5. It’s the competition against one’s self that I love in sports like this, personal bests, pushing your own limits further each time.

    6. I agree, and I’d like to add that they might want to stop this shit to give so much importance to sports and how they make a man “alpha” or “successfull” or all that shit

    7. An accomplishment is an accomplishment, buddy. Read between the lines. If you want to become a bodybuilder on Ronnie’s level or a powerlifter who can deadlift 800 and bench 600, this is how. If you want to make a company worth billions, this is how. If you want to pull loads of poon, and get laid multiple times a day, this is how. Granted, cardio bullshit isn’t good for testosterone, but the same level of willpower applied to any of those above three pursuits, or something else as manly, will do you wonders.

  3. Thanks for this article. The part about learning to swim was good and the part about recovery too.
    However having kids is beta and gay as fuck dude.

      1. The PUA origins of RoK run deep.
        However, the argument would go that within the confines of the usual suspects of legal jurisdictions, having children inherently puts your balls in a vice.
        And the divorce rate of those who get hooked on Ironman as a ‘lifestyle’ is near 100%.
        Temujin, was alpha as fuck, to the extent that he was able to create his own legal jurisdiction.
        Elliot Spitzer, not so much.

      2. A kIng needs to sire offspring to maintain the bloodline. There’s nothing wrong with having a Queen as long as you keep the bitch in her place.

        1. Yeah well. With current population of the world at 7.139 billion people I dont think my “bloodline” will be missed too terribly.
          Anyone that thinks changing Pampers and buying tampons for the wife at the grocery isnt totally beta?
          Again, marriage and kids are for beta faggots.

        2. How little you know. I never changed a diaper ONCE. Married Russian and she was a great little wifey until western society eventually corrupted her.
          I agree, marriage sucks, but kids are great! Just make sure you breed well. My exie was gorgeous and I’m handsome so we have wonderful kids. Good luck out there!

      3. Or yeah dude. Hey, why dont you go buy “preggers” wifey some pickles and ice cream for her cravings.
        Then you and your other manly men bro’s can discuss the latest technological advances in baby strollers.
        What a bunch of faggots.

        1. Pop Quiz:
          If only men, who are less than or equal to Beta, have children, Assuming you aren’t a virgin birth and your father stuck around to raise you, what does that make your father? and your grandfather? How about your grandfather’s father?
          If “having kids is beta and gay as fuck” your entire family tree could be considered Beta, which would include you.
          Fatherhood isn’t a Black Hole where men walk in ‘Alpha’ and get spit out ‘Beta’ If a man is dumped into fatherhood ‘Beta’, chances are he probably stumbled into that motherfucker ‘Beta’. The difference between Alpha and Beta isn’t what you do, it’s how you do it.
          Taking a wife doesn’t make you Beta. Marrying a slut and allowing said slut to ride roughshod over you, makes you Beta. Raising a daughter doesn’t make you Beta. Raising a whore does. Raising a son doesn’t make you Beta. Raising a pussy is what distinguishes the Beta.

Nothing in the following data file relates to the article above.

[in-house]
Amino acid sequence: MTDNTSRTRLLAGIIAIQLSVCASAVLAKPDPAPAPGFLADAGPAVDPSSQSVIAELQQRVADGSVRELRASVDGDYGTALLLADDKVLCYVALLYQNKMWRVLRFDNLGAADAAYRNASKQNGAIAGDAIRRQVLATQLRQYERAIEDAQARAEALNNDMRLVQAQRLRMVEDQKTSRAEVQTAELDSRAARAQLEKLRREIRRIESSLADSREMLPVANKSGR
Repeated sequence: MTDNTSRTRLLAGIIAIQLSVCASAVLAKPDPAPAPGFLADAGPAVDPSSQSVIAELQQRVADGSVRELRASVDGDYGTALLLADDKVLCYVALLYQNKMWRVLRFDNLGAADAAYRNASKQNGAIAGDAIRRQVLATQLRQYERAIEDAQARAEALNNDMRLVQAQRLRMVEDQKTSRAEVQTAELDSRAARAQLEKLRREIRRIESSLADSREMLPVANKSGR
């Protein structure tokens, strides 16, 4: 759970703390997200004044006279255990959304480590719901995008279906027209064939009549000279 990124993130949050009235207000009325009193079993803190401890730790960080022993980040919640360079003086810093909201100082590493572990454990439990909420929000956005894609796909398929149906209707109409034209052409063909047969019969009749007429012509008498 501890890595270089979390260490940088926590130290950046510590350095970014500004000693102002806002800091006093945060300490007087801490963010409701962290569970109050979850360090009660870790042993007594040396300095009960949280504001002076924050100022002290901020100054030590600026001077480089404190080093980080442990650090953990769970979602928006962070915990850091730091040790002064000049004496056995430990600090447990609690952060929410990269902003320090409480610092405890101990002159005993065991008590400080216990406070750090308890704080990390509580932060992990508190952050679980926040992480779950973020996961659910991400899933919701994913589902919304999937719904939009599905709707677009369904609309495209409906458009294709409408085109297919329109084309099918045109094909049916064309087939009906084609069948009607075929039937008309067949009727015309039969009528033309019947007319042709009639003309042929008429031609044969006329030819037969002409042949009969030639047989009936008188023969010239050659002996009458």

Having a family doesn’t make you Beta. Relinquishing your claim to manhood and allowing a woman to control your house is textbook Beta.
          I don’t have children but I do have complete confidence in my ability to lead a family, with manhood intact, should the need arise. If you have have so little faith in your own ability then by all means avoid breeding but don’t tell other men to fear and avoid fatherhood because you couldn’t do it without
          ‘becoming’ a Beta.

        2. That was pretty funny but I don’t see how showing a family whose patriarch is M.I.A. disproves my point?
          The Alpha is created under pressure. There is nothing Alpha about avoiding a challenge (i.e. Fatherhood) and there’s definitely nothing Alpha about not having a legacy or at least a reminder of your greatness. Enjoy dying alone.

  4. I’m bookmarking this; and that’s the second Return of Kings for me, right after How to Get Everything You Want.

  5. Don’t be ashamed of starting at the bottom. Learn the fundamentals, don’t just understand them, do them over and over until they are committed to memory.
    It January of course, once of my lest favourite times a year, because that means it’s time for another influx of resolution white belts, people who join the dojo, stay for three weeks and then leave and never return having abandoned their new years resolutions. At least they’re subsidizing my training costs. One out of ten might stay, of that another one out of ten makes black belt level. To the one percent that stays, I often point out my teacher and the pictures of the founders on our wall when they look frustrated and say, “even those guys, undisputed masters, even they started out right where you are.”
    My point is, don’t be ashamed or afraid to be a novice, there is no shame in admitting what you don’t know. It’s good actually you have no junk cluttering your mind and you will be opened to learning the right way. Don’t get discouraged if you are not instantly good, an easy thing is not a thing worth doing.

  6. Great post. I happen to have learned that a lot of points you made are true. Ive been working out for 2.5-3 yrs and I’m currently a young 40.
    It takes a lot to accomplish worthwhile goals. Congratulations on your success! In a world of fat or skinny excuse makers this was a refreshing article.

Comments are closed.